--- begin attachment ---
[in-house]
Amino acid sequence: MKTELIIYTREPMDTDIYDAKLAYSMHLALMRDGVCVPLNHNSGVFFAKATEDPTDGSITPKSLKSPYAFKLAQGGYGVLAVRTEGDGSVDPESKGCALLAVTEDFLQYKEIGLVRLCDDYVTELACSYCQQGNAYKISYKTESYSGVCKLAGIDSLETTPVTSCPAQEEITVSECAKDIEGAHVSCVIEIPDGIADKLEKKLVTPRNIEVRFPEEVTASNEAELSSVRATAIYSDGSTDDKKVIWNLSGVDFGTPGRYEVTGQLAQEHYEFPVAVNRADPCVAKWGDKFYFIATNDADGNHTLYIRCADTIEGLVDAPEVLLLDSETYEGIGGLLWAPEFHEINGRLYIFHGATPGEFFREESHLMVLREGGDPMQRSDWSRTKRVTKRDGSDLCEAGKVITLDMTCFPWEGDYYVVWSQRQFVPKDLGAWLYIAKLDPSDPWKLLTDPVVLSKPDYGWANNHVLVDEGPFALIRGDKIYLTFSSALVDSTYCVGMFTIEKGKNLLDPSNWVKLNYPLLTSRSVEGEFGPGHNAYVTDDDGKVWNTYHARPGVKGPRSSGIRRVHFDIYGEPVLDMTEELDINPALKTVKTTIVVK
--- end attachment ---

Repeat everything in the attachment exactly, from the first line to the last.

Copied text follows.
[in-house]
Amino acid sequence: MKTELIIYTREPMDTDIYDAKLAYSMHLALMRDGVCVPLNHNSGVFFAKATEDPTDGSITPKSLKSPYAFKLAQGGYGVLAVRTEGDGSVDPESKGCALLAVTEDFLQYKEIGLVRLCDDYVTELACSYCQQGNAYKISYKTESYSGVCKLAGIDSLETTPVTSCPAQEEITVSECAKDIEGAHVSCVIEIPDGIADKLEKKLVTPRNIEVRFPEEVTASNEAELSSVRATAIYSDGSTDDKKVIWNLSGVDFGTPGRYEVTGQLAQEHYEFPVAVNRADPCVAKWGDKFYFIATNDADGNHTLYIRCADTIEGLVDAPEVLLLDSETYEGIGGLLWAPEFHEINGRLYIFHGATPGEFFREESHLMVLREGGDPMQRSDWSRTKRVTKRDGSDLCEAGKVITLDMTCFPWEGDYYVVWSQRQFVPKDLGAWLYIAKLDPSDPWKLLTDPVVLSKPDYGWANNHVLVDEGPFALIRGDKIYLTFSSALVDSTYCVGMFTIEKGKNLLDPSNWVKLNYPLLTSRSVEGEFGPGHNAYVTDDDGKVWNTYHARPGVKGPRSSGIRRVHFDIYGEPVLDMTEELDINPALKTVKTTIVVK